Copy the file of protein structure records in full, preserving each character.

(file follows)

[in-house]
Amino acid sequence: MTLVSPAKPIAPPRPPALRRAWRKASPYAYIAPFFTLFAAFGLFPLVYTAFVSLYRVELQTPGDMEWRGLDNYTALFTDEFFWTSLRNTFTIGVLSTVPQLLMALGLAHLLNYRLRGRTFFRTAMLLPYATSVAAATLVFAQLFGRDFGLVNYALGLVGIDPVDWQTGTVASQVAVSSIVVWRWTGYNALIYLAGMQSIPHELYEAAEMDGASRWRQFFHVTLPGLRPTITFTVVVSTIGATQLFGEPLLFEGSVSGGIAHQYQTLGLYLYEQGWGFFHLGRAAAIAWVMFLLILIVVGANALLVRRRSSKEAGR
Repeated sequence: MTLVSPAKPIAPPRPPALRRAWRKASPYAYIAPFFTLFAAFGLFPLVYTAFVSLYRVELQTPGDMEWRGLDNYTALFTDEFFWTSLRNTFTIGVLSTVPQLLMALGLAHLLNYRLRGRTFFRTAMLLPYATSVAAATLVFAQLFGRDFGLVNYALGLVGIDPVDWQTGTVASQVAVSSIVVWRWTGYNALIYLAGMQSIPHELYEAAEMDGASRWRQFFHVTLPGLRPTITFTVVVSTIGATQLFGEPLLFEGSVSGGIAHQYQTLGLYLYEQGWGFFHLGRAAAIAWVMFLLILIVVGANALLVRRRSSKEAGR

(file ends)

[in-house]
Amino acid sequence: MTLVSPAKPIAPPRPPALRRAWRKASPYAYIAPFFTLFAAFGLFPLVYTAFVSLYRVELQTPGDMEWRGLDNYTALFTDEFFWTSLRNTFTIGVLSTVPQLLMALGLAHLLNYRLRGRTFFRTAMLLPYATSVAAATLVFAQLFGRDFGLVNYALGLVGIDPVDWQTGTVASQVAVSSIVVWRWTGYNALIYLAGMQSIPHELYEAAEMDGASRWRQFFHVTLPGLRPTITFTVVVSTIGATQLFGEPLLFEGSVSGGIAHQYQTLGLYLYEQGWGFFHLGRAAAIAWVMFLLILIVVGANALLVRRRSSKEAGR
Repeated sequence: MTLVSPAKPIAPPRPPALRRAWRKASPYAYIAPFFTLFAAFGLFPLVYTAFVSLYRVELQTPGDMEWRGLDNYTALFTDEFFWTSLRNTFTIGVLSTVPQLLMALGLAHLLNYRLRGRTFFRTAMLLPYATSVAAATLVFAQLFGRDFGLVNYALGLVGIDPVDWQTGTVASQVAVSSIVVWRWTGYNALIYLAGMQSIPHELYEAAEMDGASRWRQFFHVTLPGLRPTITFTVVVSTIGATQLFGEPLLFEGSVSGGIAHQYQTLGLYLYEQGWGFFHLGRAAAIAWVMFLLILIVVGANALLVRRRSSKEAGR